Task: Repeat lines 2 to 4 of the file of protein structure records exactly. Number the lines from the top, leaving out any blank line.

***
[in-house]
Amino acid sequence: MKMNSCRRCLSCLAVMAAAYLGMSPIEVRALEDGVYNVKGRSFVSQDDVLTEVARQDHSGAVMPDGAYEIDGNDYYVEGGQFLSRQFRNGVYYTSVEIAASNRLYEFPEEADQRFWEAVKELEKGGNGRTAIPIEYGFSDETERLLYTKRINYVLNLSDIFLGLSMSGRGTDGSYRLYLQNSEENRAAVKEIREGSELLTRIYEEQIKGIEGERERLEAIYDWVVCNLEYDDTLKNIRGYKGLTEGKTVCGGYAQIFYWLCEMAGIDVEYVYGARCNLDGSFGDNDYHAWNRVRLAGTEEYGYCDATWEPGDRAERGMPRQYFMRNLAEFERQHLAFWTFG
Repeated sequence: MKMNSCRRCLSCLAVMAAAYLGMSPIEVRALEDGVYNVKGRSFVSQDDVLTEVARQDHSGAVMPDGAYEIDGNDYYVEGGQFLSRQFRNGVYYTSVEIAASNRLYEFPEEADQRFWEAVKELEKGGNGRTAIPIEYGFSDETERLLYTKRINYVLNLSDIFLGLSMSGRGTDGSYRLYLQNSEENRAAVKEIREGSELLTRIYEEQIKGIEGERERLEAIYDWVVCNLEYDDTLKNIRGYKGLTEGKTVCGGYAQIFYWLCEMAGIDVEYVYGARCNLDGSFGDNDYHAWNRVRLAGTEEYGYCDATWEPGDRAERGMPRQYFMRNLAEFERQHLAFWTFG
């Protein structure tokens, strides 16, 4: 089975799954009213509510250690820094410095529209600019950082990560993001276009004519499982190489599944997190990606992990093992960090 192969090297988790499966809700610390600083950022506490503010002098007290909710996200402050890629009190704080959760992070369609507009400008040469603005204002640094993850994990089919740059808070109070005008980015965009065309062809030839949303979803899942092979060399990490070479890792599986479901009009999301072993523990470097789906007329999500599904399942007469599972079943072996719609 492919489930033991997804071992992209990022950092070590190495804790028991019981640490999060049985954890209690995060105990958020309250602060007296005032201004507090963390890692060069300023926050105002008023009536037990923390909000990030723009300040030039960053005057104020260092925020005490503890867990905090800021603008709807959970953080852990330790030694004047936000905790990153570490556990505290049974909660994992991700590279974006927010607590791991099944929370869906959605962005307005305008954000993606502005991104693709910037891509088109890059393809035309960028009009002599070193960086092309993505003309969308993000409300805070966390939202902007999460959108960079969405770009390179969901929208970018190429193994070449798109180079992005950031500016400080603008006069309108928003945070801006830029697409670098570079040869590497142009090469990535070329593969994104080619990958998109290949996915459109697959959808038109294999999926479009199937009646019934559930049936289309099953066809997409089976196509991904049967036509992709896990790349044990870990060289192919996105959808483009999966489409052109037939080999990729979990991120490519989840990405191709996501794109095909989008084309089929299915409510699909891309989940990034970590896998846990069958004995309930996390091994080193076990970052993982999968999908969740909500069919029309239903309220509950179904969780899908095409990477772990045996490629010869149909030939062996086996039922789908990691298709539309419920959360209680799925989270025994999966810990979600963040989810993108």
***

Amino acid sequence: MKMNSCRRCLSCLAVMAAAYLGMSPIEVRALEDGVYNVKGRSFVSQDDVLTEVARQDHSGAVMPDGAYEIDGNDYYVEGGQFLSRQFRNGVYYTSVEIAASNRLYEFPEEADQRFWEAVKELEKGGNGRTAIPIEYGFSDETERLLYTKRINYVLNLSDIFLGLSMSGRGTDGSYRLYLQNSEENRAAVKEIREGSELLTRIYEEQIKGIEGERERLEAIYDWVVCNLEYDDTLKNIRGYKGLTEGKTVCGGYAQIFYWLCEMAGIDVEYVYGARCNLDGSFGDNDYHAWNRVRLAGTEEYGYCDATWEPGDRAERGMPRQYFMRNLAEFERQHLAFWTFG
Repeated sequence: MKMNSCRRCLSCLAVMAAAYLGMSPIEVRALEDGVYNVKGRSFVSQDDVLTEVARQDHSGAVMPDGAYEIDGNDYYVEGGQFLSRQFRNGVYYTSVEIAASNRLYEFPEEADQRFWEAVKELEKGGNGRTAIPIEYGFSDETERLLYTKRINYVLNLSDIFLGLSMSGRGTDGSYRLYLQNSEENRAAVKEIREGSELLTRIYEEQIKGIEGERERLEAIYDWVVCNLEYDDTLKNIRGYKGLTEGKTVCGGYAQIFYWLCEMAGIDVEYVYGARCNLDGSFGDNDYHAWNRVRLAGTEEYGYCDATWEPGDRAERGMPRQYFMRNLAEFERQHLAFWTFG
């Protein structure tokens, strides 16, 4: 089975799954009213509510250690820094410095529209600019950082990560993001276009004519499982190489599944997190990606992990093992960090 192969090297988790499966809700610390600083950022506490503010002098007290909710996200402050890629009190704080959760992070369609507009400008040469603005204002640094993850994990089919740059808070109070005008980015965009065309062809030839949303979803899942092979060399990490070479890792599986479901009009999301072993523990470097789906007329999500599904399942007469599972079943072996719609 492919489930033991997804071992992209990022950092070590190495804790028991019981640490999060049985954890209690995060105990958020309250602060007296005032201004507090963390890692060069300023926050105002008023009536037990923390909000990030723009300040030039960053005057104020260092925020005490503890867990905090800021603008709807959970953080852990330790030694004047936000905790990153570490556990505290049974909660994992991700590279974006927010607590791991099944929370869906959605962005307005305008954000993606502005991104693709910037891509088109890059393809035309960028009009002599070193960086092309993505003309969308993000409300805070966390939202902007999460959108960079969405770009390179969901929208970018190429193994070449798109180079992005950031500016400080603008006069309108928003945070801006830029697409670098570079040869590497142009090469990535070329593969994104080619990958998109290949996915459109697959959808038109294999999926479009199937009646019934559930049936289309099953066809997409089976196509991904049967036509992709896990790349044990870990060289192919996105959808483009999966489409052109037939080999990729979990991120490519989840990405191709996501794109095909989008084309089929299915409510699909891309989940990034970590896998846990069958004995309930996390091994080193076990970052993982999968999908969740909500069919029309239903309220509950179904969780899908095409990477772990045996490629010869149909030939062996086996039922789908990691298709539309419920959360209680799925989270025994999966810990979600963040989810993108």